Circuit Breakers: A Tool to Secure Financial Stability

Stefan Larsen

Student thesis: Master thesis


This thesis examines the effect of the new European law requiring equity markets in the European Union to have effective systems to halt trading in case of a significant price movement in a financial institution on a specific market or a related market during a short period. By analyzing the requirements of the newly implemented law, the thesis investigates the effects of the new mechanism as a tool to stabilize the financial market. One of the main elements of circuit breakers is the possibility to only close the affected market. In the MiFID II directive, is a general requirement to have single stock level circuit breakers, thereby only limiting the stock which is affected and allowing the rest of the market to proceed non-affected. The thesis analyzes the economic value of three kinds of situations: a situation with simultaneous decision-making; a situation with sequential decision-making; and a situation with sequential decisionmaking, but where market-participators can relocate their activities to non-affected market, that has not been closed off by the single stock circuit breaker. The law in its stat today is not sufficient because it only relocates market activities, that does not help market stability and is one of the main goals behind the new European law. The thesis finally combines the legal and the economic conclusions in an integrated law and economics perspective. Legal policy theory is used to suggest how the law should be designed to avoid market fluctuations across financial instruments. Concluded, that the efficient way to avoid the fluctuation would be to implement the American model, where both a single-stock level mechanism and a marketwide circuit breaker is present. The thesis finally concludes that the law in its present form is not efficient nor avoids market volatility. The implementation of the American model, is found to maximize the overall welfare by limiting the market participants by not being able to move market activity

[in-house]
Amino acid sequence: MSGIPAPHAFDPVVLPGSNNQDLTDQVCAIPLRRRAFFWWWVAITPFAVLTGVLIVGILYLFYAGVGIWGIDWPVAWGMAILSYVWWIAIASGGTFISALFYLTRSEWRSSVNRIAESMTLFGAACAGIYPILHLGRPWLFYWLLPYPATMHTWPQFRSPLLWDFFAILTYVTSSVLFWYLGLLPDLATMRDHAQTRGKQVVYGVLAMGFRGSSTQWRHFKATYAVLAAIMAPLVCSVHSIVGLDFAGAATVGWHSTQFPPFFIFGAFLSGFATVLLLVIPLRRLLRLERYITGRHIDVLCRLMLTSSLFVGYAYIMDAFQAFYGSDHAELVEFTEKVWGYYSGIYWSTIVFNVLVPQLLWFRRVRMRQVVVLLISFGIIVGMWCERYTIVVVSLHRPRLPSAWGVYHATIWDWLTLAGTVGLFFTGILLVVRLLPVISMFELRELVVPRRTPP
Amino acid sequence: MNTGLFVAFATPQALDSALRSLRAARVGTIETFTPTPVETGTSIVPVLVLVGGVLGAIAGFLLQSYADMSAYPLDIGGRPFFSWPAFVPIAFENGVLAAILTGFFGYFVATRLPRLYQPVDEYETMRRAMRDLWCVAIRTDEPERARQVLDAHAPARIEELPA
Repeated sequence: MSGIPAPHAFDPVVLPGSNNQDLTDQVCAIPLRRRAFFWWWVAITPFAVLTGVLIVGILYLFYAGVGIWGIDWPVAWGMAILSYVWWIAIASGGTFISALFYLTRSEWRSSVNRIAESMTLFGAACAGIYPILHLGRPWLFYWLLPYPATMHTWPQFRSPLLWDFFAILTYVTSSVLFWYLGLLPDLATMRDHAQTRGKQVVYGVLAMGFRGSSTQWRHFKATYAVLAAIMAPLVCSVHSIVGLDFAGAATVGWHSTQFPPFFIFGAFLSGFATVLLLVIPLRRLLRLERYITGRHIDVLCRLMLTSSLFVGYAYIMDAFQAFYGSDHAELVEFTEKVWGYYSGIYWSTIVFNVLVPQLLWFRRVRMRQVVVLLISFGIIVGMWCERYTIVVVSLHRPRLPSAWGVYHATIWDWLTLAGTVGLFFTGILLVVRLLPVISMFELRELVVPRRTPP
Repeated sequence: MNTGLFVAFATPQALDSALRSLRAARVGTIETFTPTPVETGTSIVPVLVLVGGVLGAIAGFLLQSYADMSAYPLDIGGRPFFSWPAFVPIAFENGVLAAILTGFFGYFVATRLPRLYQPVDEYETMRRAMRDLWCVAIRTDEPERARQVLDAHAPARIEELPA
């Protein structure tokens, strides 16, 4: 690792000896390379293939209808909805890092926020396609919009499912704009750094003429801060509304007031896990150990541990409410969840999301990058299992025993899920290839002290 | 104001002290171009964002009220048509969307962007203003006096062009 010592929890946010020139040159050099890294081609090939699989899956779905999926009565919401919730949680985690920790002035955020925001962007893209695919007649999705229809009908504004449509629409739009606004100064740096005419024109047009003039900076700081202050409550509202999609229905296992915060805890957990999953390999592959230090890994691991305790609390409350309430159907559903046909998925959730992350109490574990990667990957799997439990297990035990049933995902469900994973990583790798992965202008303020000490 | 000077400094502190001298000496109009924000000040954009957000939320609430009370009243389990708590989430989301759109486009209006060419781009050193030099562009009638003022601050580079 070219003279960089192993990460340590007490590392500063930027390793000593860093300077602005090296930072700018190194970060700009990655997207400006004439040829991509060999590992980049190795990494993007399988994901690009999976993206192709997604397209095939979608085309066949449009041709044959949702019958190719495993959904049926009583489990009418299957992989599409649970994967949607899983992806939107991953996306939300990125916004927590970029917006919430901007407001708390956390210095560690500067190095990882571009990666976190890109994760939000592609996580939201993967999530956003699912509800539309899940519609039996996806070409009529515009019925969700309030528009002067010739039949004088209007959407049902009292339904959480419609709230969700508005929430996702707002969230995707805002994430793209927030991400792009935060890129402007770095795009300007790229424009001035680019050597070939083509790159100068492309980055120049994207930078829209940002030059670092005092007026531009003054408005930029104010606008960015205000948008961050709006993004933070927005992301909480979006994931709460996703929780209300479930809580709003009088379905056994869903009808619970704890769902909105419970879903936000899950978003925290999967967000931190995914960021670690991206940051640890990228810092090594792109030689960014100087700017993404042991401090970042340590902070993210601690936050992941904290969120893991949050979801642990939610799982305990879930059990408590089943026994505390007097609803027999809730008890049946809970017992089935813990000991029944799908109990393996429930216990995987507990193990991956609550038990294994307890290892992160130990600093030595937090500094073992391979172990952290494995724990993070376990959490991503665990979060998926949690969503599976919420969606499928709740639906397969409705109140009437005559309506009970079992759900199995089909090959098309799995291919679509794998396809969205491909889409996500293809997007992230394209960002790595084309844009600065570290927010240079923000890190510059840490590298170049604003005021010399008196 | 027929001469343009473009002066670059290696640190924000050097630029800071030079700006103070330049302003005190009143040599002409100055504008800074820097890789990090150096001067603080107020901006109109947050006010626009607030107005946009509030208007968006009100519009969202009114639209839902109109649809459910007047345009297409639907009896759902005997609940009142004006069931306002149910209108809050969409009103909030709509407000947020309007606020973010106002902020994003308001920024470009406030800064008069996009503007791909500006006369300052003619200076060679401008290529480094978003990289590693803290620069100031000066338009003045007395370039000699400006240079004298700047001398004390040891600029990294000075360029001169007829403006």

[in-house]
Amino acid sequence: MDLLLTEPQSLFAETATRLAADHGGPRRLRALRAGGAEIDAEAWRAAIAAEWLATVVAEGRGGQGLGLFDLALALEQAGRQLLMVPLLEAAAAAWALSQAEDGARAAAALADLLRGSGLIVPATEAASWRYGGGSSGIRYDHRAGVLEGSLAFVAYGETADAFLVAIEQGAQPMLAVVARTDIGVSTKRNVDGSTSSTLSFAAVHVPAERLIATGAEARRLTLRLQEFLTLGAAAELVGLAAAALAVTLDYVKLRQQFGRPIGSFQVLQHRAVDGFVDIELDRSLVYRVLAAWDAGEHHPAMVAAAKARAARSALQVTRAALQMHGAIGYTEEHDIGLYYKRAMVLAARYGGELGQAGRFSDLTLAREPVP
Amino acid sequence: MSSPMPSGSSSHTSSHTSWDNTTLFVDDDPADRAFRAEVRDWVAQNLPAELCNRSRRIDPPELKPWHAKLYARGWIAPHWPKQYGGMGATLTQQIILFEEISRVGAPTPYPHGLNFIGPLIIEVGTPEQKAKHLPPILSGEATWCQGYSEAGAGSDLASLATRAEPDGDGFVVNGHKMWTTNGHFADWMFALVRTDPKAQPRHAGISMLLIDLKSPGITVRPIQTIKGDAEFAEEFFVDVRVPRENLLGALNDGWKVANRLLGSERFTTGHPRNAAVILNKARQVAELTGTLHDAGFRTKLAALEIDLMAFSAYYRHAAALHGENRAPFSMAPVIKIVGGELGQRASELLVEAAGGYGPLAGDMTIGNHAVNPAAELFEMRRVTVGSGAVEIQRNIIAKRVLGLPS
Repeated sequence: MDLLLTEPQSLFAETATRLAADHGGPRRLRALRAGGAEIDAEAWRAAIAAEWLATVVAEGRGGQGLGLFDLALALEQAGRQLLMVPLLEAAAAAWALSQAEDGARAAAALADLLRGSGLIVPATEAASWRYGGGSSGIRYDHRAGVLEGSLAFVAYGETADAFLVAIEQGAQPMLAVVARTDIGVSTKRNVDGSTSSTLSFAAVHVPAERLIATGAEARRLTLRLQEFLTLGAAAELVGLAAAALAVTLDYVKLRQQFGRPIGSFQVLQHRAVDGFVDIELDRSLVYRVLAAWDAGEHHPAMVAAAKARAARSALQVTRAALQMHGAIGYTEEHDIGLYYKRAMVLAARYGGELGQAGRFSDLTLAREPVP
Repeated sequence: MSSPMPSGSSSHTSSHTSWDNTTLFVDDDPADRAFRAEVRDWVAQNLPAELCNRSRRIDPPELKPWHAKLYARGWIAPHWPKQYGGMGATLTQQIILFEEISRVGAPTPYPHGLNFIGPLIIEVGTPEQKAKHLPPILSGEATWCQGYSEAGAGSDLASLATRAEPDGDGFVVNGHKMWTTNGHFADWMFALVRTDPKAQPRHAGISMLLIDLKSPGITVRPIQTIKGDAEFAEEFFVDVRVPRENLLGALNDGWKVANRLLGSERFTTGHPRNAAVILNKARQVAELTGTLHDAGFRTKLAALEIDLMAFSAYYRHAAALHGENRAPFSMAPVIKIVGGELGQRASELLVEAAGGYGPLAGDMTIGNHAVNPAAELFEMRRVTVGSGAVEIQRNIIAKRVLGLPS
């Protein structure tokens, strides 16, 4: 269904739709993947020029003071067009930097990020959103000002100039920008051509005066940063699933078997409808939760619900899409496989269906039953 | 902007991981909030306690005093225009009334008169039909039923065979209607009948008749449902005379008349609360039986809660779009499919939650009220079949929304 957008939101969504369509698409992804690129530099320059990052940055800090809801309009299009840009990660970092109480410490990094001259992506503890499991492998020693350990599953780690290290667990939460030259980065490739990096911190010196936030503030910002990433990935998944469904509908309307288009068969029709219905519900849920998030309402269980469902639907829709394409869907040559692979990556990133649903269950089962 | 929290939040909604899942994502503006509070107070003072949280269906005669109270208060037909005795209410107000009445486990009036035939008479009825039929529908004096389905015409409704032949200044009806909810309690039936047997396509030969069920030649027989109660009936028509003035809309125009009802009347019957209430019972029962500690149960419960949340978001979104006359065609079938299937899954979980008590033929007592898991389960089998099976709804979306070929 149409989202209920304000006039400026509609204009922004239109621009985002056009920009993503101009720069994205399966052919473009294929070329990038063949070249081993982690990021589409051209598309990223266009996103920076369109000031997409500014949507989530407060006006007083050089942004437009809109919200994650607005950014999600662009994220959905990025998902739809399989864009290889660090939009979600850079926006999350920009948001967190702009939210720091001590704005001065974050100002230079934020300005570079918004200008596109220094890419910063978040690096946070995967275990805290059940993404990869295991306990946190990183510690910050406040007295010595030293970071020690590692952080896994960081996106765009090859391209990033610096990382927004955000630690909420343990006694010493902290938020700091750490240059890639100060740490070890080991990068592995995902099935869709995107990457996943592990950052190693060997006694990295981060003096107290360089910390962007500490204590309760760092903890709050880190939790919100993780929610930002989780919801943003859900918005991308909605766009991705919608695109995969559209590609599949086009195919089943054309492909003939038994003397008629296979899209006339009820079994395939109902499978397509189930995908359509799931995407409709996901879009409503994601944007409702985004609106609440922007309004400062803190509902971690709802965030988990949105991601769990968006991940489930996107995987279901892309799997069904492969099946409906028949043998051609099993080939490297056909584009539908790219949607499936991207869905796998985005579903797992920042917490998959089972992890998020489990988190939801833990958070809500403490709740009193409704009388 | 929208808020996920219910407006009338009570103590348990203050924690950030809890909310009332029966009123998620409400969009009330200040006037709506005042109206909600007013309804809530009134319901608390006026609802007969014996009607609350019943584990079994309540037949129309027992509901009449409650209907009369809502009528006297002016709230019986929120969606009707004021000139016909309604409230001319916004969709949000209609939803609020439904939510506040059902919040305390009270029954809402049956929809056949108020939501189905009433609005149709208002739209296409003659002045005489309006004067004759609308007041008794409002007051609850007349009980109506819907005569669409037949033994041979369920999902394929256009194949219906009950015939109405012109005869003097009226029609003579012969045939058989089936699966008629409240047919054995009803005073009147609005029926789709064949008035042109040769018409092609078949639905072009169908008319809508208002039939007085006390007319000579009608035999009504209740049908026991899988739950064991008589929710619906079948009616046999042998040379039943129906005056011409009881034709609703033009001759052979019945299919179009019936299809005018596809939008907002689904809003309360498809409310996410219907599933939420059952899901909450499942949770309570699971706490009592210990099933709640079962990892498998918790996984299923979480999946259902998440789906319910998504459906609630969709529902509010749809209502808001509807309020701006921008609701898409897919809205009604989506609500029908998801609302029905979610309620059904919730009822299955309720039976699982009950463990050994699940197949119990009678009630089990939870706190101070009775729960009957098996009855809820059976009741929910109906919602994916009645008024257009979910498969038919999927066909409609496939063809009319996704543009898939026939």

EducationsMSc in Commercial Law, (Graduate Programme) Final Thesis
Publication date2018
Number of pages85
SupervisorsPeer Schaumburg-Müller & Kalle Johannes Rose